So, it fed in massively. And also, because I've been going to school in the Nordic school system, British school system, and American school systems, I knew what was needed in the different ones. I could see the comparison and what I thought was best and worst. So, in America, I came, you know, when I got F's in English and I was struggling in the beginning, and then I ended up being one of the best students in English, even though I have dyslexia, and it’s not even my nativate language because it's easy to hack with notes and the way the system, multiple choice, was.

So, I had an immensely good average. I was above my peers. So, and I was like, okay, why can you hack the system in the US and also look at my peers, why they're falling behind, and also the adoption of technology, freedom of the teachers, but also how schooling is based on work. So, for me, it was a way of understanding the global education system and also, by the way, the British one is very much adapted in Turkey, you know, in Asia.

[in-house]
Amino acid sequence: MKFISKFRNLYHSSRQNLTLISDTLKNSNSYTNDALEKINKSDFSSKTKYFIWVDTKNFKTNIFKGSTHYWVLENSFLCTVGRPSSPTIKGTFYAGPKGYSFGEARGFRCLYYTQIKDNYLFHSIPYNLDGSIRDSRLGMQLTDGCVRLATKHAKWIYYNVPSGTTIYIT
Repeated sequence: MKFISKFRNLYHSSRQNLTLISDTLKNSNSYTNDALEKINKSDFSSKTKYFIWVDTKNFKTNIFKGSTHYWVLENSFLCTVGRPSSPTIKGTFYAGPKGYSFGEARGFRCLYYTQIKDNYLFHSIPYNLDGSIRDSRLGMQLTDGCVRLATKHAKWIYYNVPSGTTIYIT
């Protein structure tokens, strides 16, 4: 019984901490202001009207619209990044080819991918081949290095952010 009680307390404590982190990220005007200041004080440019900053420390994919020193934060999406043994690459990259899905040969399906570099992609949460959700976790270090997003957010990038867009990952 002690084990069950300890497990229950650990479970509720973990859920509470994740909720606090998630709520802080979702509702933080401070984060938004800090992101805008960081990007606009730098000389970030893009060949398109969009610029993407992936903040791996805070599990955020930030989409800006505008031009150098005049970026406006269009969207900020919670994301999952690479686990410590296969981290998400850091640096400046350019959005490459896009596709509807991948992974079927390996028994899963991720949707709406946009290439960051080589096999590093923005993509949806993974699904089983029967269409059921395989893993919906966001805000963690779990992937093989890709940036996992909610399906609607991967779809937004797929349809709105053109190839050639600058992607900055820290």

Vanessa: And so I know, yeah, yeah. My daughter went to school in Spain and it was a Cambridge curriculum. So, it's all over the world. Yes.



Johan: So for me, it was feeding in and, luckily, being exposed to all of this and being able to understand also this strategy. And also, Jamie was part of the inclusive design strategy that makes it very flexible and it designs for an extremely broad audience.